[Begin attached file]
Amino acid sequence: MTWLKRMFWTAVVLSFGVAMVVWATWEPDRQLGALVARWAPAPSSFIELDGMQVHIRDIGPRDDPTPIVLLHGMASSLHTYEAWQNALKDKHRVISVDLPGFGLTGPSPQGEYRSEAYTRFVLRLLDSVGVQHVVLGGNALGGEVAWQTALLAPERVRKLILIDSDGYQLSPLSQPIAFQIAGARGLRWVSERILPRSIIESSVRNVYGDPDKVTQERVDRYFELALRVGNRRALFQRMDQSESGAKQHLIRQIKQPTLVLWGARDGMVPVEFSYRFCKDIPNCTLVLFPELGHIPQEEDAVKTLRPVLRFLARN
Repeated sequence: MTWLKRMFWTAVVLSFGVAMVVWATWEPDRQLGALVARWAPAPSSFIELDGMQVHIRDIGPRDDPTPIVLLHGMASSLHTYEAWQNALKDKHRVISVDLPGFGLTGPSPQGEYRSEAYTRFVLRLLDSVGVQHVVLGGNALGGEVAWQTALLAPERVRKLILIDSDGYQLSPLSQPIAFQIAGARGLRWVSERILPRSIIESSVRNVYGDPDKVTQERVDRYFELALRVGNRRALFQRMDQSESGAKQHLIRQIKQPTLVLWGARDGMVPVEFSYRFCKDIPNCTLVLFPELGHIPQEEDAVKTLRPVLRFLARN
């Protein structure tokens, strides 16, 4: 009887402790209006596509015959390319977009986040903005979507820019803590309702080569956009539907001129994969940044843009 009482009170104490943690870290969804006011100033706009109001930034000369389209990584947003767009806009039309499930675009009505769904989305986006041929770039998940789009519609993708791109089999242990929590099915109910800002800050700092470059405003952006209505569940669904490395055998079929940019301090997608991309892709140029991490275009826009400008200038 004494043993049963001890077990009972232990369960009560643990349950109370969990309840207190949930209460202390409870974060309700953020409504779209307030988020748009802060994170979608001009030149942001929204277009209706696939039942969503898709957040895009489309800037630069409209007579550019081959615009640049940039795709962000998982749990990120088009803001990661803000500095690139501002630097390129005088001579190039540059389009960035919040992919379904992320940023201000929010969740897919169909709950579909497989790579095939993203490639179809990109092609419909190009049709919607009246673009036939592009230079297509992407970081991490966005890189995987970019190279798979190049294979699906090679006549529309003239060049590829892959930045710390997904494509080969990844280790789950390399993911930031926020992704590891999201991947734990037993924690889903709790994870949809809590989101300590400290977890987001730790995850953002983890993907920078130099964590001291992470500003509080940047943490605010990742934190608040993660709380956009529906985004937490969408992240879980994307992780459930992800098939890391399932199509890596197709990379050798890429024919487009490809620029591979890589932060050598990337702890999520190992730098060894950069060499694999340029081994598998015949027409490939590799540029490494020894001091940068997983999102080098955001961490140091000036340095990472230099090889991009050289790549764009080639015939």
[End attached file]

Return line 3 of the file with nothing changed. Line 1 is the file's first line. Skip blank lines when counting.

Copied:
């Protein structure tokens, strides 16, 4: 009887402790209006596509015959390319977009986040903005979507820019803590309702080569956009539907001129994969940044843009 009482009170104490943690870290969804006011100033706009109001930034000369389209990584947003767009806009039309499930675009009505769904989305986006041929770039998940789009519609993708791109089999242990929590099915109910800002800050700092470059405003952006209505569940669904490395055998079929940019301090997608991309892709140029991490275009826009400008200038 004494043993049963001890077990009972232990369960009560643990349950109370969990309840207190949930209460202390409870974060309700953020409504779209307030988020748009802060994170979608001009030149942001929204277009209706696939039942969503898709957040895009489309800037630069409209007579550019081959615009640049940039795709962000998982749990990120088009803001990661803000500095690139501002630097390129005088001579190039540059389009960035919040992919379904992320940023201000929010969740897919169909709950579909497989790579095939993203490639179809990109092609419909190009049709919607009246673009036939592009230079297509992407970081991490966005890189995987970019190279798979190049294979699906090679006549529309003239060049590829892959930045710390997904494509080969990844280790789950390399993911930031926020992704590891999201991947734990037993924690889903709790994870949809809590989101300590400290977890987001730790995850953002983890993907920078130099964590001291992470500003509080940047943490605010990742934190608040993660709380956009529906985004937490969408992240879980994307992780459930992800098939890391399932199509890596197709990379050798890429024919487009490809620029591979890589932060050598990337702890999520190992730098060894950069060499694999340029081994598998015949027409490939590799540029490494020894001091940068997983999102080098955001961490140091000036340095990472230099090889991009050289790549764009080639015939």